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AAPG Bulletin

Abstract


Volume: 79 (1995)

Issue: 9. (September)

First Page: 1275

Last Page: 1300

Title: Rock-Fabric/Petrophysical Classification of Carbonate Pore Space for Reservoir Characterization

Author(s): F. Jerry Lucia (2)

Abstract:

This paper defines the important geologic parameters that can be described and mapped to allow accurate petrophysical quantification of carbonate geologic models. All pore space is divided into interparticle (intergrain and intercrystal) and vuggy pores. In nonvuggy carbonate rocks, permeability and capillary properties can be described in terms of particle size, sorting, and interparticle porosity (total porosity minus vuggy porosity). Particle size and sorting in limestones can be described using a modified Dunham approach, classifying packstone as grain dominated or mud dominated, depending on the presence or absence of intergrain pore space. To describe particle size and sorting in dolostones, dolomite crystal size must be added to the modified Dunham terminology. Lar er dolomite crystal size improves petrophysical properties in mud-dominated fabrics, whereas variations in dolomite crystal size have little effect on the petrophysical properties of grain-dominated fabrics.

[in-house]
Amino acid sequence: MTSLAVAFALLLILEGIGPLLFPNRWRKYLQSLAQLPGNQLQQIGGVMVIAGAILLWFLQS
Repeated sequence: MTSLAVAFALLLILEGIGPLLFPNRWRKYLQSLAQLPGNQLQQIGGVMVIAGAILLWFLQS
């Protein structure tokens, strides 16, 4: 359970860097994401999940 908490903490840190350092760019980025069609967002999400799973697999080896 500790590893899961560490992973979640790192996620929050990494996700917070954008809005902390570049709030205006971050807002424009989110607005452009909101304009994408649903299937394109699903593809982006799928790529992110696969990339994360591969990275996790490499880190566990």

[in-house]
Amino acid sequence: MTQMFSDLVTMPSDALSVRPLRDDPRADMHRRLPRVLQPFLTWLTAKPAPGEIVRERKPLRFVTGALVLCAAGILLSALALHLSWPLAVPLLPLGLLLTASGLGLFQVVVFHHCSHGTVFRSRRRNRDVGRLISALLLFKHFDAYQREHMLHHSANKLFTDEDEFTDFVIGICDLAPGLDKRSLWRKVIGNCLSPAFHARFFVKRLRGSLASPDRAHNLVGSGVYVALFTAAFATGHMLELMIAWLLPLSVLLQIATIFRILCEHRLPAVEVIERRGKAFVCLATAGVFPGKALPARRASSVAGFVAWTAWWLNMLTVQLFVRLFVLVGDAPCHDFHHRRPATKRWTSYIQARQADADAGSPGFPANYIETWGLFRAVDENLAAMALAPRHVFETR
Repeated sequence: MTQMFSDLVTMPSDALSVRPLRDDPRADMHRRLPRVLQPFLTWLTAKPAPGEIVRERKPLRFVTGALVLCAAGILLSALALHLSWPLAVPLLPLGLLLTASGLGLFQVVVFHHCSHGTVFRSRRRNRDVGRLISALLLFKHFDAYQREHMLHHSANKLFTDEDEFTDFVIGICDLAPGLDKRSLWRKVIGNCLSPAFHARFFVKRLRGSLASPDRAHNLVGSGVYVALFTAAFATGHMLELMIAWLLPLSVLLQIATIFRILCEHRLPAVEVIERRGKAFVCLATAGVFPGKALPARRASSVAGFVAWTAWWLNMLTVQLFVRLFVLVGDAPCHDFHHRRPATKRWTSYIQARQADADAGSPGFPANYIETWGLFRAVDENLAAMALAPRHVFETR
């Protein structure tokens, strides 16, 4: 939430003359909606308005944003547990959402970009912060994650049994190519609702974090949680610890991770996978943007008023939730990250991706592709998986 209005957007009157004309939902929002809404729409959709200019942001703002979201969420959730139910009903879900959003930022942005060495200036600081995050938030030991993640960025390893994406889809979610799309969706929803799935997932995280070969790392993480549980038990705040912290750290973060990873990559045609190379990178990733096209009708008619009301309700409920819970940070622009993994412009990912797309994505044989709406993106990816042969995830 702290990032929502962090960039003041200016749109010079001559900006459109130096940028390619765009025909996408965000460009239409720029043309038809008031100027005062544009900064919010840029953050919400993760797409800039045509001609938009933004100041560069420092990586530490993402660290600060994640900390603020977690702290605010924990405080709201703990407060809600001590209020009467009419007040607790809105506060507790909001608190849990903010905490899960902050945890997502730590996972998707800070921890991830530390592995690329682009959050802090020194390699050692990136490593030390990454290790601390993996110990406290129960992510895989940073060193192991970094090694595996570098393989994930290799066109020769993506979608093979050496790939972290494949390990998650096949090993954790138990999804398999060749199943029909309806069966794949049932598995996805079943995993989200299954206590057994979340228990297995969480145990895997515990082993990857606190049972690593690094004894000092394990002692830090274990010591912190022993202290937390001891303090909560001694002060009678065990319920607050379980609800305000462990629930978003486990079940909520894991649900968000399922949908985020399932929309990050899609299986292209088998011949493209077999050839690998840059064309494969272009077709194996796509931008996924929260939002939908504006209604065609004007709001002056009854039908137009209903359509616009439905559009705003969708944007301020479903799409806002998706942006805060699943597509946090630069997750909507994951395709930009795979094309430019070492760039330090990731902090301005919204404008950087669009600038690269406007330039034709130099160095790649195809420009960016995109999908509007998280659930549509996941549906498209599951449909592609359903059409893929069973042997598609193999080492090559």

A description of vuggy pore space that relates to petrophysical properties must be added to the description of interparticle pore space to complete the petrophysical characterization. Vuggy pore space is divided into separate vugs and touching vugs on the basis of vug interconnection. Separate vugs are fabric selective and are connected only through the interparticle pore network. Separate-vug porosity contributes little to permeability and should be subtracted from total porosity to obtain interparticle porosity for permeability estimation. Separate-vug pore space is generally considered to be hydrocarbon filled in reservoirs; however, intragranular microporosity is composed of small pore sizes and may contain capillary-held connate water within the reservoir. Touching vugs are nonfa ric selective and form an interconnected pore system independent of the interparticle system.

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